June 6, 2019 report
Student gives possible explanation for female mating preferences that decrease male survival chances
Pavitra Muralidhar, a Ph.D. student in the Department of Organismic and Evolutionary Biology at Harvard University, has developed a theory to explain why females of some species are more attracted to some males who have a lesser chance of survival. In her paper published in the journal Nature, she outlines her theory of selfish sex chromosomes and how it might work in nature. Mark Kirkpatrick, with the University of Texas has published a News and Views piece in the same journal issue, outlining the work done by Muralidhar.
Prior research has shown that females of some species are more attracted to males who posses certain impressive features, such as bright plumage. But such research has also shown that males who sport brighter plumage are more likely to be seen and eaten by a predator—so why do the females prefer them? Scientists have been unable to answer this question. But Kirkpatrick notes that there are two main theories. The first is called direct selection, and it is what it sounds like—genes that affect mating preferences are direct targets of selection. An example might be a male that is good at helping tend a nest, and is therefore highly prized by females looking for a mate.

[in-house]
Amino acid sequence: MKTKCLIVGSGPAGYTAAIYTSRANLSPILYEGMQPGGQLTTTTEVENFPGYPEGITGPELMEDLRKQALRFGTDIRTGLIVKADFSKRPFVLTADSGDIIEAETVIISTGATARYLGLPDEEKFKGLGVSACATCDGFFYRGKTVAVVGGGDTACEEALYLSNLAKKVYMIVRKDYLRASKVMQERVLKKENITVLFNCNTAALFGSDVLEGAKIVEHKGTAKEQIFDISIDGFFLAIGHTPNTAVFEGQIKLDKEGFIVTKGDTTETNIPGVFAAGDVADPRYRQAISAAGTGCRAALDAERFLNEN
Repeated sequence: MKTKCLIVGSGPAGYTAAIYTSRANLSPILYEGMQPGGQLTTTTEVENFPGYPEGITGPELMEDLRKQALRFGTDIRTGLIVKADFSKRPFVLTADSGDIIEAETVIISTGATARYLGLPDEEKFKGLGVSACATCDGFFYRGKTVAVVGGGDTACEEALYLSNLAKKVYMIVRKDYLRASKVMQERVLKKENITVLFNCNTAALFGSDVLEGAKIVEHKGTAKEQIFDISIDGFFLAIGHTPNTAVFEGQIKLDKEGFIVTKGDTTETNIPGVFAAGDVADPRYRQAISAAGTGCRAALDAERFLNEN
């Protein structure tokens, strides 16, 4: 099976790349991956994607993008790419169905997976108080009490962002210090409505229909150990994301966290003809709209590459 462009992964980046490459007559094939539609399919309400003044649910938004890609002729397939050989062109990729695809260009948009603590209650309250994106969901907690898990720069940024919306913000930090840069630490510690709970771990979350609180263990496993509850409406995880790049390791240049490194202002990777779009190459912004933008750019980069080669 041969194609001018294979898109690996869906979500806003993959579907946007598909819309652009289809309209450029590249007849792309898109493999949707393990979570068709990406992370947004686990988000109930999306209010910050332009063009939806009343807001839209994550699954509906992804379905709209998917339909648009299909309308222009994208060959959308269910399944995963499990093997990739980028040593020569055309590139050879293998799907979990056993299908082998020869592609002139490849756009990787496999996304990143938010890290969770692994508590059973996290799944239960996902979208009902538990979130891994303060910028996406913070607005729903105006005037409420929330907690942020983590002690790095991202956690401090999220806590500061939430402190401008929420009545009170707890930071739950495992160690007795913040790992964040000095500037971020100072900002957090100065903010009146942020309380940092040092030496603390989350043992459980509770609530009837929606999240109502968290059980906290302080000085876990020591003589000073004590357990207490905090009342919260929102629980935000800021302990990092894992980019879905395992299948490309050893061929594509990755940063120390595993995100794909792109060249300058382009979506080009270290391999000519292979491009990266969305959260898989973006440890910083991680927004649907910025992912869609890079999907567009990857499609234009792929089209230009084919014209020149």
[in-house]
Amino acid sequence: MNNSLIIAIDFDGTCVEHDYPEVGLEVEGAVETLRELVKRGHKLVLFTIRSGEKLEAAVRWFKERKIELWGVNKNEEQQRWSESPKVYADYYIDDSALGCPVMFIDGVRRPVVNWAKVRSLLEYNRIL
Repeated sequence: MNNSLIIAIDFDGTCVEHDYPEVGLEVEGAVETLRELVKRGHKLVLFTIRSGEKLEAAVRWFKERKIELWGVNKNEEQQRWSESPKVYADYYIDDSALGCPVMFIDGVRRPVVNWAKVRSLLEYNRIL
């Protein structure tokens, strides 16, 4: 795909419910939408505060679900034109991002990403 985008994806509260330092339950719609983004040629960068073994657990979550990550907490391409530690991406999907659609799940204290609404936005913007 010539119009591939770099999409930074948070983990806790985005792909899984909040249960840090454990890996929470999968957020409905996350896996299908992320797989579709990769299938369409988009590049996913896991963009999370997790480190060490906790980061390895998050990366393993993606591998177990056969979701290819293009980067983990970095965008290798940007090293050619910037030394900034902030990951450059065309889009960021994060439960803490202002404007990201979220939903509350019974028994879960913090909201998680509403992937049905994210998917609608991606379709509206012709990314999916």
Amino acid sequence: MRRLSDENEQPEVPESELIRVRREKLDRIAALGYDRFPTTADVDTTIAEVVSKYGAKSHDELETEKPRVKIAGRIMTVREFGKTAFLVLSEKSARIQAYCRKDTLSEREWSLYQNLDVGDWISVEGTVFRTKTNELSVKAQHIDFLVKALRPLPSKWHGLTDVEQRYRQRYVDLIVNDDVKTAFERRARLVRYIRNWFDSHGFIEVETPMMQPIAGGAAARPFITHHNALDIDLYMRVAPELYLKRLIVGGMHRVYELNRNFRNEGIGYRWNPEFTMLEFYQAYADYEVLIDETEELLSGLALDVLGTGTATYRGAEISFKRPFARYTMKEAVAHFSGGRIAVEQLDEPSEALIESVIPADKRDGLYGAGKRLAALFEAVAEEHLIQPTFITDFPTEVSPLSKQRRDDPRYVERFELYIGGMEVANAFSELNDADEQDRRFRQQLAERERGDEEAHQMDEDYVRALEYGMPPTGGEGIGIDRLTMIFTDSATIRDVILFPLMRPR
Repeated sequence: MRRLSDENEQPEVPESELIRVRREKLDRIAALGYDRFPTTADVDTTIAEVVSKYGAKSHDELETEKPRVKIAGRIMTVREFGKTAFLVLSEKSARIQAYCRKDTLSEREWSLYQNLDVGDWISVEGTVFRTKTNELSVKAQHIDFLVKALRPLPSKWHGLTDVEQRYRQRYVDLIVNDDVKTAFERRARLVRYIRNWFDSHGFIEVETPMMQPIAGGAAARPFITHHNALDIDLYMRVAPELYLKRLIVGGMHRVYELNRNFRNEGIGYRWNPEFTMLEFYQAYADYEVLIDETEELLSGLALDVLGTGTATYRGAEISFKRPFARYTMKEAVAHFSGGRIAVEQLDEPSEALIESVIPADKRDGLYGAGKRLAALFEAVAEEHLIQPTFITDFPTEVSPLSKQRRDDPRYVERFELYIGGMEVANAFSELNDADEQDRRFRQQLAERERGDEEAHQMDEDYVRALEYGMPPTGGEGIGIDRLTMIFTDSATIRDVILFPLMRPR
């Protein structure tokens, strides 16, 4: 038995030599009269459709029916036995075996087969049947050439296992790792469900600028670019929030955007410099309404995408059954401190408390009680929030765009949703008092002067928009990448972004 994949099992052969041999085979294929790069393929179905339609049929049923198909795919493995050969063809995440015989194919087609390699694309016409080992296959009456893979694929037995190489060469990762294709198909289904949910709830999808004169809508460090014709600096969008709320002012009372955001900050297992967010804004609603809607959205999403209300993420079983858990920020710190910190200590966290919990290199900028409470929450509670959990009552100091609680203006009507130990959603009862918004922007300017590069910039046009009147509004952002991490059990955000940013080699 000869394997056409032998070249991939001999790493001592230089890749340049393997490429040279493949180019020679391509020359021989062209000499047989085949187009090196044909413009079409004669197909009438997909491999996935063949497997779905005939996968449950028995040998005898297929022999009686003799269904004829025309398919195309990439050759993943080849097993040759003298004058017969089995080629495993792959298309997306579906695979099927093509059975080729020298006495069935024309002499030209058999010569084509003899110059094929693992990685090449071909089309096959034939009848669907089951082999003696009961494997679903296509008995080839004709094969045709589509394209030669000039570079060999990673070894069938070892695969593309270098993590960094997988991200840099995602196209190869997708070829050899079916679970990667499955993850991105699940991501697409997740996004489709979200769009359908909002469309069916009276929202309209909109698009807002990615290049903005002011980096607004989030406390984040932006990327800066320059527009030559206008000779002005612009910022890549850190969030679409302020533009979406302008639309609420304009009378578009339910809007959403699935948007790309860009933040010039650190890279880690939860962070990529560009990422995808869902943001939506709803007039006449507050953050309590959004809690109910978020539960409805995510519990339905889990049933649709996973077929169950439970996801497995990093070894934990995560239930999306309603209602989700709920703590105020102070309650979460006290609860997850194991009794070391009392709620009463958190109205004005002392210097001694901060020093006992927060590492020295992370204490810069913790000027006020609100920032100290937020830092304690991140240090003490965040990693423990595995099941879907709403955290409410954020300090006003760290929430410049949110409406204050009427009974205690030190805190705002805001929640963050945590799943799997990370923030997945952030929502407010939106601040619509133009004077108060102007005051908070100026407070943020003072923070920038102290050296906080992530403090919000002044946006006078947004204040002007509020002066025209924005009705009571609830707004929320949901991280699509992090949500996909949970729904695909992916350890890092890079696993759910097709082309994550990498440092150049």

The other theory, quite naturally, is called indirect selection, and it involves females choosing mates who have one trait, but get another trait as part of the deal. A female who chooses a male based on plumage, for example, might wind up with a male that also has a good immune system, which is responsible for his great plumage. Unfortunately, neither of these theories explains why a female would go for a male that is clearly less likely to survive; doing so will decrease her male offspring's chances of survival. Muralidhar suggests this phenomenon is due to what she describes as "selfish sex chromosomes."
Muralidhar's theory is based on the indirect selection theory, and also sexually antagonistic selection, in which a gene benefits one gender, but could mean harm to the other. She also considers the possibility of an exception in situations where one gender has a pair of same chromosomes and the other has two that are different. She suggests that in cases in which a gene involved in mating is located on the chromosome that is present in only one gender, it can result in only offspring of the same gender carrying that gene, which could benefit them, but it could also bring harm to the offspring of the other gender. She has also carried out a mathematical analysis of her ideas to prove her theory and carried out a study of 36 species, half of which aligned with her "selfish sex chromosome" hypothesis expectations.
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